“Arctic Wastelands” covers both the Arctic and Antarctic and how technology and metahumans alike have to adapt when in extremely cold temperatures. This was my favorite section of the book as it went really in-depth as to what happens to a Runner when exposed to the cold and all the dangers that await one there –and it did it without reducing things to “take x number of damage per y.” It gave everything in real world terms while staying completely in-universe. That’s a sign of a quality supplement. We get everything from atmospheric phenomenon to things the average gamer might not think about such as how easy it is to sunburn in flat snowy regions to how different kinds of clothing can help or impair one in inclement weather.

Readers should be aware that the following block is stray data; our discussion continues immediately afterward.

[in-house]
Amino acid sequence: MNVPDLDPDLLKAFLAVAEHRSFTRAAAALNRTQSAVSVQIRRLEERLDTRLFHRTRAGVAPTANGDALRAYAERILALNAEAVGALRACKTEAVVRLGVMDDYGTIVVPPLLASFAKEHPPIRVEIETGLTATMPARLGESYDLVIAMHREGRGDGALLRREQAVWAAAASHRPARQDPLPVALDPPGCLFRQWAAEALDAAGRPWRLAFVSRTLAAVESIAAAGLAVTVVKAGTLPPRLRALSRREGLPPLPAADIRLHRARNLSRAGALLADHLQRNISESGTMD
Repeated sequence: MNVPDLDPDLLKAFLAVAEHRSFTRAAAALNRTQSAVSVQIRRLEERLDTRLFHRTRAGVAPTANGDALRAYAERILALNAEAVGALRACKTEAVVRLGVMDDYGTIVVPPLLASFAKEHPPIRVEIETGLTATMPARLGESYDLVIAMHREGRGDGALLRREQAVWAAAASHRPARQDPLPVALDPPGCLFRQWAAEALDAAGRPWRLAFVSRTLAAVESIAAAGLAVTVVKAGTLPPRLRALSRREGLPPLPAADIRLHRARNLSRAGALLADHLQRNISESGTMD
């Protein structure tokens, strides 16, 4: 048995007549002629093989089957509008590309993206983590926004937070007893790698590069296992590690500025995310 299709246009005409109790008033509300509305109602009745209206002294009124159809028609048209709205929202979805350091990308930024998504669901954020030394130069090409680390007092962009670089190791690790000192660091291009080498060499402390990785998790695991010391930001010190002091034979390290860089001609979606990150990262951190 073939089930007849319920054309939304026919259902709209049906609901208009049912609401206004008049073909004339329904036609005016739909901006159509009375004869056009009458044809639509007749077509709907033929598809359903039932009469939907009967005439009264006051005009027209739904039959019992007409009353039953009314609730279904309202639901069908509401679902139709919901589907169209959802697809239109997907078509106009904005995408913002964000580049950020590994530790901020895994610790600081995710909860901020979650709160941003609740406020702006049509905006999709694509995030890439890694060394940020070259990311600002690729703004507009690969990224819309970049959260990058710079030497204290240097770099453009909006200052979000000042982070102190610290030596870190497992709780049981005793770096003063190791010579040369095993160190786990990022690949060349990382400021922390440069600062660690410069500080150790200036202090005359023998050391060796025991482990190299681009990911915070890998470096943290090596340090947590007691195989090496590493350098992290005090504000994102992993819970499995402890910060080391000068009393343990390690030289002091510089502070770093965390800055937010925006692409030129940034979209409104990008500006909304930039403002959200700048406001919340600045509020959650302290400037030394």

It’s also worth noting that there are several new spells (and one Adept ability) in this section. It’s also the first to include “plot hooks.” These are sidebars with that contain about one to three paragraphs of potential adventure starts for GMs that need a little push. I’m not sure why the earlier sections don’t jave these but everything from “Arctic Wastelands” on does, but while it’s a nice idea, it really makes the book feel thrown together or piecemeal. About here is where I thought that CGL might have been better off doing this book as five eight dollar short supplements rather than one big book. It would have made them more money in the long run and let gamers pick and choose which environments that they wanted to read about. After all, not everyone is going to care about all five sections here.